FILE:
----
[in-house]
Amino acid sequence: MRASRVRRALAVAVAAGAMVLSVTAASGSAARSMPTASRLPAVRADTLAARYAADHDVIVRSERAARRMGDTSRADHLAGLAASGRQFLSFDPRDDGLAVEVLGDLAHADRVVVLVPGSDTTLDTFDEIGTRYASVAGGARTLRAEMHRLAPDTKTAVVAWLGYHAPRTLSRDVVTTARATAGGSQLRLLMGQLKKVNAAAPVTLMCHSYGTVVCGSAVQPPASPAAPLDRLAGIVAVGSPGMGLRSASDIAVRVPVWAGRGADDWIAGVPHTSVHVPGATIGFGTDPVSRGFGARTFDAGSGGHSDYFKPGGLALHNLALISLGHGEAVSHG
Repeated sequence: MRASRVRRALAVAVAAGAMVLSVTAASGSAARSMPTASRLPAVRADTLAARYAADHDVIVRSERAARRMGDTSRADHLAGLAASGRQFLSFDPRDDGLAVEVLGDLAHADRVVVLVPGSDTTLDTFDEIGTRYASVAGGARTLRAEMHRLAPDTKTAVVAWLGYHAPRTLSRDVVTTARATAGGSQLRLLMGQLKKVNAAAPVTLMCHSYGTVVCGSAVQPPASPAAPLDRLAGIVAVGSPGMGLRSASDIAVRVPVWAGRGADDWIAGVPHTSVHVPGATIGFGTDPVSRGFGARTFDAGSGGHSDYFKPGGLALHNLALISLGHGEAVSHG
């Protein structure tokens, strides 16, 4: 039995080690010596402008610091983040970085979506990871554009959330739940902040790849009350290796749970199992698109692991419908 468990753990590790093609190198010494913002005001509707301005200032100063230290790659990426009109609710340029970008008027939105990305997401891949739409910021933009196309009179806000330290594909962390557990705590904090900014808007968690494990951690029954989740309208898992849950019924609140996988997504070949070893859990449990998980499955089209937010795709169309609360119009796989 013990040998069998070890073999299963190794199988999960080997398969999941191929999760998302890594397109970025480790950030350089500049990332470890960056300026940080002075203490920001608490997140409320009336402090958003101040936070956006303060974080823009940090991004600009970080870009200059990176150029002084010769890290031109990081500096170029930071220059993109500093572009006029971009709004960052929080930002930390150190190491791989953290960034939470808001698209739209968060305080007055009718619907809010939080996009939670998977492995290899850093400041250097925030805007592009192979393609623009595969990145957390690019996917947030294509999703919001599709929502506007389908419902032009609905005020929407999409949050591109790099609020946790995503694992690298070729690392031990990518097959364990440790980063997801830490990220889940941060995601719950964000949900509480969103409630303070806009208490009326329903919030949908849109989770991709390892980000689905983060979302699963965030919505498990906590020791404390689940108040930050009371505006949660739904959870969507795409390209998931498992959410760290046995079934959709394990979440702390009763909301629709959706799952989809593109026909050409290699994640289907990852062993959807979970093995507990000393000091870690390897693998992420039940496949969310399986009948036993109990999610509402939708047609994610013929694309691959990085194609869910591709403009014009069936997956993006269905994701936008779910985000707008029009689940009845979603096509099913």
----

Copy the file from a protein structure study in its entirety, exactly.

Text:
[in-house]
Amino acid sequence: MRASRVRRALAVAVAAGAMVLSVTAASGSAARSMPTASRLPAVRADTLAARYAADHDVIVRSERAARRMGDTSRADHLAGLAASGRQFLSFDPRDDGLAVEVLGDLAHADRVVVLVPGSDTTLDTFDEIGTRYASVAGGARTLRAEMHRLAPDTKTAVVAWLGYHAPRTLSRDVVTTARATAGGSQLRLLMGQLKKVNAAAPVTLMCHSYGTVVCGSAVQPPASPAAPLDRLAGIVAVGSPGMGLRSASDIAVRVPVWAGRGADDWIAGVPHTSVHVPGATIGFGTDPVSRGFGARTFDAGSGGHSDYFKPGGLALHNLALISLGHGEAVSHG
Repeated sequence: MRASRVRRALAVAVAAGAMVLSVTAASGSAARSMPTASRLPAVRADTLAARYAADHDVIVRSERAARRMGDTSRADHLAGLAASGRQFLSFDPRDDGLAVEVLGDLAHADRVVVLVPGSDTTLDTFDEIGTRYASVAGGARTLRAEMHRLAPDTKTAVVAWLGYHAPRTLSRDVVTTARATAGGSQLRLLMGQLKKVNAAAPVTLMCHSYGTVVCGSAVQPPASPAAPLDRLAGIVAVGSPGMGLRSASDIAVRVPVWAGRGADDWIAGVPHTSVHVPGATIGFGTDPVSRGFGARTFDAGSGGHSDYFKPGGLALHNLALISLGHGEAVSHG
């Protein structure tokens, strides 16, 4: 039995080690010596402008610091983040970085979506990871554009959330739940902040790849009350290796749970199992698109692991419908 468990753990590790093609190198010494913002005001509707301005200032100063230290790659990426009109609710340029970008008027939105990305997401891949739409910021933009196309009179806000330290594909962390557990705590904090900014808007968690494990951690029954989740309208898992849950019924609140996988997504070949070893859990449990998980499955089209937010795709169309609360119009796989 013990040998069998070890073999299963190794199988999960080997398969999941191929999760998302890594397109970025480790950030350089500049990332470890960056300026940080002075203490920001608490997140409320009336402090958003101040936070956006303060974080823009940090991004600009970080870009200059990176150029002084010769890290031109990081500096170029930071220059993109500093572009006029971009709004960052929080930002930390150190190491791989953290960034939470808001698209739209968060305080007055009718619907809010939080996009939670998977492995290899850093400041250097925030805007592009192979393609623009595969990145957390690019996917947030294509999703919001599709929502506007389908419902032009609905005020929407999409949050591109790099609020946790995503694992690298070729690392031990990518097959364990440790980063997801830490990220889940941060995601719950964000949900509480969103409630303070806009208490009326329903919030949908849109989770991709390892980000689905983060979302699963965030919505498990906590020791404390689940108040930050009371505006949660739904959870969507795409390209998931498992959410760290046995079934959709394990979440702390009763909301629709959706799952989809593109026909050409290699994640289907990852062993959807979970093995507990000393000091870690390897693998992420039940496949969310399986009948036993109990999610509402939708047609994610013929694309691959990085194609869910591709403009014009069936997956993006269905994701936008779910985000707008029009689940009845979603096509099913």